(See # 4 above) - The COC (charismatic) denomination in Australia, according to one of their local pastors, requires them to go to Brisbane every year and have hands laid on them to get a fresh anointing. When I went into the ministry in 1966 there was something similar done in the BBF. On a regional level all the pastors were expected to come to every pastors' fellowship, and once a year, to go to the big national fellowship meeting. Otherwise, they had no chance of promotion. One strength of IB pastors in Australia has always been their refusal to lick the boots of denominational leaders. Not all the popes are found in Catholicism. Baptists have popes and anti-popes, too. We IB pastors may have been too independent. We probably were. But we are not likely to fix the problem by surrendering the autonomy of the local church to a magisterium of our own making. I believe we have outgrown some of the isolationism of the past, but movements like the IBFI tend to become increasingly inclusive. Bro. Sexton may differentiate between fellowship and friendship, but if so, I have not seen a statement to that effect. It appears that he is saying that the churches on the register are in fellowship with each other. I heartily disagree with this concept. If he means by the word "friendship" something other than "fellowship" I think he will find it very difficult to support this from Scripture.
(See # 5 above) - Every pastor has the burden of leading his church wisely. None of us do it perfectly. It is our responsiblity to keep out of our pulpits the men we perceive to be unsound in doctrine or practice, and fill our pulpits with men of wisdom, godly men who are well versed in Scripture and who will stand for the truths of the gospel. Certainly, we cut some men a bit of slack, but we all exercise discernment in who we expose our people to. I have decided not to knowingly consider Calvinists or charismatics to be my friends, or fellowship with them. I believe I would be sending a false signal to others if I were to indicate to them that I am a friend to all the men who call themselves Independent Baptists. They may be saved men, and I am courteous to them in the street. You, too, have certain standards you hold to. There are IB pastors you will not have in your pulpit. I may be one of them. We will not agree on some things. I want you to know that I will fight for your right to believe the things you believe, even if I do not agree with them.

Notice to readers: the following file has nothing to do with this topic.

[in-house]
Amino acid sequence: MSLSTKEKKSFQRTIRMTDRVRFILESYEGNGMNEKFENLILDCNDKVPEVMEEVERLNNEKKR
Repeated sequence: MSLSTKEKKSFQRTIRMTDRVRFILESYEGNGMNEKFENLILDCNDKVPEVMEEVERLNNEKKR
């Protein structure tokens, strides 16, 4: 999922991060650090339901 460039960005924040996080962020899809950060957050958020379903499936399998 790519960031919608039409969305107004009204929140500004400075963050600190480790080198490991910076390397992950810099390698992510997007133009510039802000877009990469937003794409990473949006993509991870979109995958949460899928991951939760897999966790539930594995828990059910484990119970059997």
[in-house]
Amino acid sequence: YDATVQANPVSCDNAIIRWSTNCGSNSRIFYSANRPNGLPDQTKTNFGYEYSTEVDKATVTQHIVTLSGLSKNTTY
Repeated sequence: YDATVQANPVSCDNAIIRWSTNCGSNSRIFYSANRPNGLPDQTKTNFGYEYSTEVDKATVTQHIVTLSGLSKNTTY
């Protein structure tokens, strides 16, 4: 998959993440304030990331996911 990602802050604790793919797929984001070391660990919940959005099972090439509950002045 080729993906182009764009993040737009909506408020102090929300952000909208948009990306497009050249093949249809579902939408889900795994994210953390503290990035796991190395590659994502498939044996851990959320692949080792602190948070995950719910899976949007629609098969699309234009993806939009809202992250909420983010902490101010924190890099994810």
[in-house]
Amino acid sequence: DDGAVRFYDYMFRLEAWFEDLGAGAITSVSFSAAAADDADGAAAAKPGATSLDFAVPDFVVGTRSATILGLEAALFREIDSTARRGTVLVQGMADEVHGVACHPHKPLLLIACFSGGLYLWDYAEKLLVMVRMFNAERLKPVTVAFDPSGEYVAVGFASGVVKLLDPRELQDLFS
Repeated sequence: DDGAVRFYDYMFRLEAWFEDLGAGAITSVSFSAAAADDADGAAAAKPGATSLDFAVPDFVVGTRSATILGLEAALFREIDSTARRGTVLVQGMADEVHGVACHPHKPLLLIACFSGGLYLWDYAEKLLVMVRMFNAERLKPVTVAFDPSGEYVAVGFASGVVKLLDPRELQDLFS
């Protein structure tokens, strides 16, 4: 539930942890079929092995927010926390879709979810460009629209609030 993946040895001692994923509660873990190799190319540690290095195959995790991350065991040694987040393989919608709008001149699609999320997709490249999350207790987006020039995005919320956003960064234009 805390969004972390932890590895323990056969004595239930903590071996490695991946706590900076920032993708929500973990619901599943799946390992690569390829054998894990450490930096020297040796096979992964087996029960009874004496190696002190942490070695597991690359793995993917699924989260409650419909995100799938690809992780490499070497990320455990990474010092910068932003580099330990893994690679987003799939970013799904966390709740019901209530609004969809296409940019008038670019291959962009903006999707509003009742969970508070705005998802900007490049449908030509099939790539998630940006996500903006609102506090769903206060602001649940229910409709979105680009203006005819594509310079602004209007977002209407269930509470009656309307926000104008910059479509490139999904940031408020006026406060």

If you can afford the time to read the attachment by Bro. Nettleton, you will see the greatest danger in every form of inclusivism. It is simply this, in order to fellowship with divergent views, we will have to limit our message. Or in other words, inclusivism in fellowship results in minimalism in beliefs. The larger the circle of viewpoints we will tolerate, the smaller the circumference of doctrine we will be able to preach. Our expansion of cooperation means there will be a shrinkage of truth. That's why New Evangelicalism's toleration of error has helped modernism to survive the death it deserved. Ockenga and Co. helped the enemies of the gospel more than they realised. Their refusal to separate from modernists helped the modernists to survive long enough to mutate into new forms, such as the Emerging Church. Broadmindedness breeds syncretism, and syncretism suffocates doctrine. Because there were certain men present, those who preached at the IBFI conference had to carefully avoid preaching on Unlimited Atonement, or the Security of the Believer, or The Doctrine of the Preservation of the Text, or Why CCM Is Destructive To Fundamental Churches. They had to limit the content of their messages so they could enlarge their fellowship.
There is a parallel corollary. The doctrinal anemia that has increasingly infected fundamentalism over the past fifty years has provided us with us leaders who command us to cooperate with heterodoxy, and almost nobody raises the alarm! The henhouse has a chicken thief in it, and so the farmer shoots old Fido for barking and telling on the thief. And few will realise what has happened until there are no more eggs for breakfast.
It is in this area that I believe Bro. Sexton has offended against the brethren. He certainly has the right to make friends with any preacher he likes. But he has no right to require any other pastor or church to agree with him. And he has no right to shoot Fido for barking, either.
I'm with Fido, even it means dodging buckshot.
Bro. Buddy Smith